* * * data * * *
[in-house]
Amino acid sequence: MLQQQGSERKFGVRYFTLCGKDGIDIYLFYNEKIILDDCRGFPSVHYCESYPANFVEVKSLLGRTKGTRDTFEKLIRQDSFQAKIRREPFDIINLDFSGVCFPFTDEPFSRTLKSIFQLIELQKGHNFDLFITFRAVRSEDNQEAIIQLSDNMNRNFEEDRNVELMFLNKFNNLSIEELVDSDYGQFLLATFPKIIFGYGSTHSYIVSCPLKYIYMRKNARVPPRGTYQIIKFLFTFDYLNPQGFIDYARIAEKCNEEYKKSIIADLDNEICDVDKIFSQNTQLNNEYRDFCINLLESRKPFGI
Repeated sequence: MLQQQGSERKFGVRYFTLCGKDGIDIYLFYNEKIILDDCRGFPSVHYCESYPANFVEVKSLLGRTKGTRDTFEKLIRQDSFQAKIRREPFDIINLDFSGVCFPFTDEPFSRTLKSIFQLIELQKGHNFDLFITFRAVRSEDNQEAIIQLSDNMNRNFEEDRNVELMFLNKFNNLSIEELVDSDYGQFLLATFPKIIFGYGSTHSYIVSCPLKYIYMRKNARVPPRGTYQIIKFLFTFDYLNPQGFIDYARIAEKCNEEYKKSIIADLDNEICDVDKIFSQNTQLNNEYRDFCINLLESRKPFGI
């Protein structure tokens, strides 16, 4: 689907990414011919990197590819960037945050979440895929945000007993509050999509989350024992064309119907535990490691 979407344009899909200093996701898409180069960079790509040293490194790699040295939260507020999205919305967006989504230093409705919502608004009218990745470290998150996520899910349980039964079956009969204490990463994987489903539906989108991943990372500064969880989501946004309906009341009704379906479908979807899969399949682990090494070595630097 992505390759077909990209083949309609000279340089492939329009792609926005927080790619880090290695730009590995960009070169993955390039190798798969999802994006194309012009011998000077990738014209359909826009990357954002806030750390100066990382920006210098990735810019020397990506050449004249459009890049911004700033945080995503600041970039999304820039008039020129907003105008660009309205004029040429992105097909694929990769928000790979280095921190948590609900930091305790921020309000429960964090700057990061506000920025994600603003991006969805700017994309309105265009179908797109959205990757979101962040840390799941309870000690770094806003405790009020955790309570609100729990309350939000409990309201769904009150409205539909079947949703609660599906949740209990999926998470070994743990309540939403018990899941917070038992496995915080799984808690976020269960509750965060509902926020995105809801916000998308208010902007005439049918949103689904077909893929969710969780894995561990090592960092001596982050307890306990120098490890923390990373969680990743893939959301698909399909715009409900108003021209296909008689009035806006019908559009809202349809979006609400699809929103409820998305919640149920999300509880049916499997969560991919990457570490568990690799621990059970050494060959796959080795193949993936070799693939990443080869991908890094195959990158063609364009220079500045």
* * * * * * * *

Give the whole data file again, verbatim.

[in-house]
Amino acid sequence: MLQQQGSERKFGVRYFTLCGKDGIDIYLFYNEKIILDDCRGFPSVHYCESYPANFVEVKSLLGRTKGTRDTFEKLIRQDSFQAKIRREPFDIINLDFSGVCFPFTDEPFSRTLKSIFQLIELQKGHNFDLFITFRAVRSEDNQEAIIQLSDNMNRNFEEDRNVELMFLNKFNNLSIEELVDSDYGQFLLATFPKIIFGYGSTHSYIVSCPLKYIYMRKNARVPPRGTYQIIKFLFTFDYLNPQGFIDYARIAEKCNEEYKKSIIADLDNEICDVDKIFSQNTQLNNEYRDFCINLLESRKPFGI
Repeated sequence: MLQQQGSERKFGVRYFTLCGKDGIDIYLFYNEKIILDDCRGFPSVHYCESYPANFVEVKSLLGRTKGTRDTFEKLIRQDSFQAKIRREPFDIINLDFSGVCFPFTDEPFSRTLKSIFQLIELQKGHNFDLFITFRAVRSEDNQEAIIQLSDNMNRNFEEDRNVELMFLNKFNNLSIEELVDSDYGQFLLATFPKIIFGYGSTHSYIVSCPLKYIYMRKNARVPPRGTYQIIKFLFTFDYLNPQGFIDYARIAEKCNEEYKKSIIADLDNEICDVDKIFSQNTQLNNEYRDFCINLLESRKPFGI
């Protein structure tokens, strides 16, 4: 689907990414011919990197590819960037945050979440895929945000007993509050999509989350024992064309119907535990490691 979407344009899909200093996701898409180069960079790509040293490194790699040295939260507020999205919305967006989504230093409705919502608004009218990745470290998150996520899910349980039964079956009969204490990463994987489903539906989108991943990372500064969880989501946004309906009341009704379906479908979807899969399949682990090494070595630097 992505390759077909990209083949309609000279340089492939329009792609926005927080790619880090290695730009590995960009070169993955390039190798798969999802994006194309012009011998000077990738014209359909826009990357954002806030750390100066990382920006210098990735810019020397990506050449004249459009890049911004700033945080995503600041970039999304820039008039020129907003105008660009309205004029040429992105097909694929990769928000790979280095921190948590609900930091305790921020309000429960964090700057990061506000920025994600603003991006969805700017994309309105265009179908797109959205990757979101962040840390799941309870000690770094806003405790009020955790309570609100729990309350939000409990309201769904009150409205539909079947949703609660599906949740209990999926998470070994743990309540939403018990899941917070038992496995915080799984808690976020269960509750965060509902926020995105809801916000998308208010902007005439049918949103689904077909893929969710969780894995561990090592960092001596982050307890306990120098490890923390990373969680990743893939959301698909399909715009409900108003021209296909008689009035806006019908559009809202349809979006609400699809929103409820998305919640149920999300509880049916499997969560991919990457570490568990690799621990059970050494060959796959080795193949993936070799693939990443080869991908890094195959990158063609364009220079500045």